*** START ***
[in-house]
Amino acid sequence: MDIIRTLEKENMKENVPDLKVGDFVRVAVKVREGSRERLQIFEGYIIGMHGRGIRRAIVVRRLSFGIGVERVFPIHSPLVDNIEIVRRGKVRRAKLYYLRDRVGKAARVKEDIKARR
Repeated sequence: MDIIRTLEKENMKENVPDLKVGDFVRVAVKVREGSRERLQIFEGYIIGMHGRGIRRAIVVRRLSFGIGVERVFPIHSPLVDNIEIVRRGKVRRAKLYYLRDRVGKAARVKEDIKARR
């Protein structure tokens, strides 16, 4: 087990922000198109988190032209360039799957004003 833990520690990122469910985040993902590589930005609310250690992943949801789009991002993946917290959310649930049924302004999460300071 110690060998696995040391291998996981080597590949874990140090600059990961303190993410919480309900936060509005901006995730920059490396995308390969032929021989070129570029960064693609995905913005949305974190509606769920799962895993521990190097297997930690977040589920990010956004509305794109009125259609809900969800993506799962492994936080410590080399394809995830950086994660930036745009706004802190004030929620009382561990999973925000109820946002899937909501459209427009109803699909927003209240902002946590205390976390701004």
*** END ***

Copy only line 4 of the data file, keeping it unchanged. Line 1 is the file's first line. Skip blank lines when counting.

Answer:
């Protein structure tokens, strides 16, 4: 087990922000198109988190032209360039799957004003 833990520690990122469910985040993902590589930005609310250690992943949801789009991002993946917290959310649930049924302004999460300071 110690060998696995040391291998996981080597590949874990140090600059990961303190993410919480309900936060509005901006995730920059490396995308390969032929021989070129570029960064693609995905913005949305974190509606769920799962895993521990190097297997930690977040589920990010956004509305794109009125259609809900969800993506799962492994936080410590080399394809995830950086994660930036745009706004802190004030929620009382561990999973925000109820946002899937909501459209427009109803699909927003209240902002946590205390976390701004």